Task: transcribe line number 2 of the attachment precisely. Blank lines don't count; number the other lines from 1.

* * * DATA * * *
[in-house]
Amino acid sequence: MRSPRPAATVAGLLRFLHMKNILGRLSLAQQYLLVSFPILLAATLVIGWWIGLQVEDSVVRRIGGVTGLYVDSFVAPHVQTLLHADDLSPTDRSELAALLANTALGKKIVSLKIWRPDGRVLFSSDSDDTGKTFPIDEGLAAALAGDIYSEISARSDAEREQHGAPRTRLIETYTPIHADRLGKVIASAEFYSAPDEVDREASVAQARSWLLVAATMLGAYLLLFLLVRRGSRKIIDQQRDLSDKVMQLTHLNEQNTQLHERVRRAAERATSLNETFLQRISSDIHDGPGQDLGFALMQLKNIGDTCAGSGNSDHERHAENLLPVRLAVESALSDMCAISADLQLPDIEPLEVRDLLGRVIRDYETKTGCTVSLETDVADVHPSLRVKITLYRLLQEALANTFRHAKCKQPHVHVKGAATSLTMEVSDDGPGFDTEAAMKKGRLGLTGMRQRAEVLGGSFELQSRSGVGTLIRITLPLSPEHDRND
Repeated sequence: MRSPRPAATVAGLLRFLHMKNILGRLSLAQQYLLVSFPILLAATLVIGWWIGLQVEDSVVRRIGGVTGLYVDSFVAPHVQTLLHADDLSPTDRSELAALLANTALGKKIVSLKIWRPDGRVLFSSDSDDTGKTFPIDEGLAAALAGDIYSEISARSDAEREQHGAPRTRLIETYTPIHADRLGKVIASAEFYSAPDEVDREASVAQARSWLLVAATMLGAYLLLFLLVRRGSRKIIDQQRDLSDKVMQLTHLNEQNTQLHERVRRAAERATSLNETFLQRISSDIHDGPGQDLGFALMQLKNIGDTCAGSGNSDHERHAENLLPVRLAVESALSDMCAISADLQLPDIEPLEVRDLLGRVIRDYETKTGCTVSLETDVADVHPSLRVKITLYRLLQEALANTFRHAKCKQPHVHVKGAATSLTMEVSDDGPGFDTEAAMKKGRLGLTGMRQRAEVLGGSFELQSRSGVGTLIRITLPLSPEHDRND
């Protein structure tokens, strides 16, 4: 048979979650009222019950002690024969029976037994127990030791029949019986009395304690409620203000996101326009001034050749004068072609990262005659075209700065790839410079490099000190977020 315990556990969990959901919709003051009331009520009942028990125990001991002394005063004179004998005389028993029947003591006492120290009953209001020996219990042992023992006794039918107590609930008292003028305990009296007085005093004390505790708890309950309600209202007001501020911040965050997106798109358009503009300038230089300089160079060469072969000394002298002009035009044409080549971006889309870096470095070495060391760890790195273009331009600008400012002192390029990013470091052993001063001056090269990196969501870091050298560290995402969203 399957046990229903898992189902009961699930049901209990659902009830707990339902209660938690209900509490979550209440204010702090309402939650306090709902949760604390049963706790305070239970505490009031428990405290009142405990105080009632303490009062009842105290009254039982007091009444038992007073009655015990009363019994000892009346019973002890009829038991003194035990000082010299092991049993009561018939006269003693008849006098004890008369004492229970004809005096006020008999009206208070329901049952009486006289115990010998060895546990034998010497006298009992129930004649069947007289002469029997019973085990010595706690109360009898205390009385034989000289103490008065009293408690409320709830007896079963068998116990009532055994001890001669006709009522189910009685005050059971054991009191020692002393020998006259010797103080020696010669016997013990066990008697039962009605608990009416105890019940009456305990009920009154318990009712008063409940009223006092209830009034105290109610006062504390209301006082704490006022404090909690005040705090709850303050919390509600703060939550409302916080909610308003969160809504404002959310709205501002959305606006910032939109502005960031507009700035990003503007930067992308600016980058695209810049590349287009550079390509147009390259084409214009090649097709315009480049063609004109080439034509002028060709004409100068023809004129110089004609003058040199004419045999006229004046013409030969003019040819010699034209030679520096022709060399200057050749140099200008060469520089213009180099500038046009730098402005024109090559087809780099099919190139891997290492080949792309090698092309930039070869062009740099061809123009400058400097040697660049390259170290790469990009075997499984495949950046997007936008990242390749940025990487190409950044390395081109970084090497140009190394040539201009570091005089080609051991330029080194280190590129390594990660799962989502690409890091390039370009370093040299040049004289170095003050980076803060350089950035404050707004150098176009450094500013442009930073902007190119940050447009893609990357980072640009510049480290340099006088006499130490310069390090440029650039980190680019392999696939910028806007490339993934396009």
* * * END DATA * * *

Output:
Amino acid sequence: MRSPRPAATVAGLLRFLHMKNILGRLSLAQQYLLVSFPILLAATLVIGWWIGLQVEDSVVRRIGGVTGLYVDSFVAPHVQTLLHADDLSPTDRSELAALLANTALGKKIVSLKIWRPDGRVLFSSDSDDTGKTFPIDEGLAAALAGDIYSEISARSDAEREQHGAPRTRLIETYTPIHADRLGKVIASAEFYSAPDEVDREASVAQARSWLLVAATMLGAYLLLFLLVRRGSRKIIDQQRDLSDKVMQLTHLNEQNTQLHERVRRAAERATSLNETFLQRISSDIHDGPGQDLGFALMQLKNIGDTCAGSGNSDHERHAENLLPVRLAVESALSDMCAISADLQLPDIEPLEVRDLLGRVIRDYETKTGCTVSLETDVADVHPSLRVKITLYRLLQEALANTFRHAKCKQPHVHVKGAATSLTMEVSDDGPGFDTEAAMKKGRLGLTGMRQRAEVLGGSFELQSRSGVGTLIRITLPLSPEHDRND